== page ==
If you can pay thousands of dollars for a guitar, you will probably be ready to shell out a few hundred more. Even if you are a beginner, there is no reason why you should seek out the cheapest, rock-bottom model. So, do a bit of market research to set a price range for your purchase. Now, decide on the maximum and minimum limits you would like to pay. Once you have set the price limits for your new guitar, you can filter your search results to display only guitars within those price limits.

  • Know your skill level

If you are a beginner, you don’t need a fully loaded model. If you get one like that, you may end up with loads of features that you don’t know how to use. On the other hand, if you have some experience, you would probably be looking at a model to upgrade what you already have. So, the guitar you choose is likely to be more advanced.

  • Picking a body style

The three body styles of acoustic guitars are classic, dreadnaught, and jumbo:

Classic Style: This guitar is best suited for fingerpicking. It provides a broad spectrum of high and low tones.

Dreadnought: Due to the larger volume of the soundbox, these guitars are louder than other acoustic varieties. Dreadnought guitars are convenient for folk music, playing at home, and recording.

Jumbo: A jumbo guitar is midway between classic and dreadnought. It provides the tone of a classical guitar with the loudness of a dreadnought.

  • Size considerations

Travel and mini acoustic guitars are useful if you are a frequent traveler. You may also need a smaller guitar if you are buying it for a child or someone with little hands. There are travel and mini acoustic models available to meet such a requirement.

Follow these essential tips to be able to choose a suitable acoustic guitar for your needs.

Advantages Of Electric Guitars

There is a vast range of electric guitar types and models, depending on what you want to do with them. Here are a few advantages of electric guitars that come up when we discuss acoustic vs electric guitar options:

  • Easier to play

Although we cannot say this universally for all electric guitars, with a bit of adjustment, it’s easy to play an electric guitar. Once the initial adjustments have been made (get help from an experienced guitar player), playing your electric guitar should be a breeze. An electric guitar has a naturally low action, making it easier to play. It is an advantage worth considering in any comparison during acoustic vs electric guitar discussions.

  • Control the loudness

If you play an acoustic guitar for hours on end, it can annoy others because the volume can’t be controlled. However, it is possible to play electric at an extremely low volume so as not to disturb others in the room who may be on the phone or trying to sleep.

  • Scope of sound effects

An electric guitar enables you to modify its sound. There is an infinite number of sound effects that can be created by modulating the audio signal on an electric guitar. There are several effect pedals and effect patches available, which create all sorts of different sounds. Most amplifiers have some primary effects, such as reverb and distortion, built into their circuits.

  • Different styles

You can adopt different styles of playing with an electric guitar. You can alternate between different genres of music from rock n’ roll and blues to jazz and classic rock, by just changing the sound on the guitar and modifying your playing style.

How To Choose A Good Electric Guitar

There are so many types of electric guitars available in the market. When you buy your electric guitar, you would like a good deal in terms of cost, as well as features available. Here are a few pointers to help you choose a suitable electric guitar for yourself:

  • Body styles

Although there are numerous models and styles of guitars, there are three basic body styles. You can choose between solid body, semi-hollow body, or hollow body. The style that you want will depend on the type of music you expect to play.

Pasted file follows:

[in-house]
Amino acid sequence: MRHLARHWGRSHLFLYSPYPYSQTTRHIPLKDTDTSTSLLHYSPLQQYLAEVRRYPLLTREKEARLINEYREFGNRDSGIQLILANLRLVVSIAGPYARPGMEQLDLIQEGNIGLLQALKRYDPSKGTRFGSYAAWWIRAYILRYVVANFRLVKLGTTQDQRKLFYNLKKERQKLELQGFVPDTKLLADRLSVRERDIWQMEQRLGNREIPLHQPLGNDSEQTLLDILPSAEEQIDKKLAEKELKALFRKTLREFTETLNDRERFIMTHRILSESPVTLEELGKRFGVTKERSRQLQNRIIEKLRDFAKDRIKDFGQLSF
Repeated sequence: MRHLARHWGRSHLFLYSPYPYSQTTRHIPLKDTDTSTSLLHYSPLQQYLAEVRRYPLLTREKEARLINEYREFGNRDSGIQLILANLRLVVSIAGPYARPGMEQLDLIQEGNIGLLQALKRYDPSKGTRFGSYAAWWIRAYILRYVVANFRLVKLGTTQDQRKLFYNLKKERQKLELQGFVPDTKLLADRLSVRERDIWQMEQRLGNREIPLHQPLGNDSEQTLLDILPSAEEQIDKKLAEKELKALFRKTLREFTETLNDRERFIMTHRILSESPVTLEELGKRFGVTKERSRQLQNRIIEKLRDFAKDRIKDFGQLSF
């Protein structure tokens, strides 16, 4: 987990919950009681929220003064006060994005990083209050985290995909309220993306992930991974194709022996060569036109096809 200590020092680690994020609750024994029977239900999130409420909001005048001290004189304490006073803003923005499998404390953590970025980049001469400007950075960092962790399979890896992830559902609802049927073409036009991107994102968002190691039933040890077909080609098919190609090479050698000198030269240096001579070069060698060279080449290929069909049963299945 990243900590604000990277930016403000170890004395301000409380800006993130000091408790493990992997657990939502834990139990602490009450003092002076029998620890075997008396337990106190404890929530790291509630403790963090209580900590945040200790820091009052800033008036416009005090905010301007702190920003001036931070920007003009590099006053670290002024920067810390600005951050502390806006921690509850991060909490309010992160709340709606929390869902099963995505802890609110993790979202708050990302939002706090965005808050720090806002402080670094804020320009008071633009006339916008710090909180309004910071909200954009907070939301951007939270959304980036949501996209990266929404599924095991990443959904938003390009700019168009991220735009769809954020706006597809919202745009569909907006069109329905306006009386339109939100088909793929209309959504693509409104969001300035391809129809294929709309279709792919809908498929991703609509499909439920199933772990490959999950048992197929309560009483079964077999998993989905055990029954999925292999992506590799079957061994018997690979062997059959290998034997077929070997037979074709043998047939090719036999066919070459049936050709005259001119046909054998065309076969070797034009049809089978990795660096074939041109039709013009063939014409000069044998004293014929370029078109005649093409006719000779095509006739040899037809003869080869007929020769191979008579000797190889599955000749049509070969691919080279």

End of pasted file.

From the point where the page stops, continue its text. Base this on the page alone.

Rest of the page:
• Imagining how you look

As a guitarist, you are likely to be performing in front of others at small or large gatherings. You would like to cut a smart image when you play. Imagine yourself holding different electric guitars, and choose one which you feel would look the best.

  • Follow your dreams

Everyone passionate about guitars has their dream guitar locked away in their minds. Never lose sight of that goal. Whatever guitar you buy, always buy it with your final objective in mind, and eventually, you can make it happen!

  • Getting the right tone

Every electric guitar type has a different tone, and the tone also varies from brand to brand. If you are in a shop, then you need to try different guitars until you hear a tone that you like. If you are buying online, then you need to listen to demo videos that highlight the various tones of different guitars.

What Are You Looking For?

We have discussed so much about guitars: how they work, the different types, and how to choose one. Are you looking for an acoustic or electric guitar? Are there any other alternatives (like an acoustic electric guitar)?

After reading this article, you should now have cleared any confusion on what’s available. You also know what will suit you best, acoustic or electric guitar, or even an acoustic electric guitar. You will also have a clearer picture of all the points of acoustic vs electric guitar models.

We hope that you have enjoyed reading this article and that it helps you find the guitar of your choice. Please share experiences with us in the comments section below, with feedback and questions, if any. We would be happy to get back to you. Happy guitar playing!

Sharing is caring!

Robert Smith
Robert is a guitarist who holds a bachelor's degree in music issued by the Manhattan School of Music. With several years of hands-on experience, he’s now deeply interested in teaching his knowledge and insights with everyone.

Hard work was necessary to create Trusic.com. As an old-school musician, Robert wasn’t knowledgeable in HTML, CSS, Analytics, front/back-end code, and more. It took him time to create a plan and form a team of musicians who could write solid, well-made articles for all audiences interested in musical instruments.

Now Trusic.com is alive and the whole team is hoping to provide readers with insightful material to choose the most convenient instruments and instrument accessories for beginners or even advanced level students.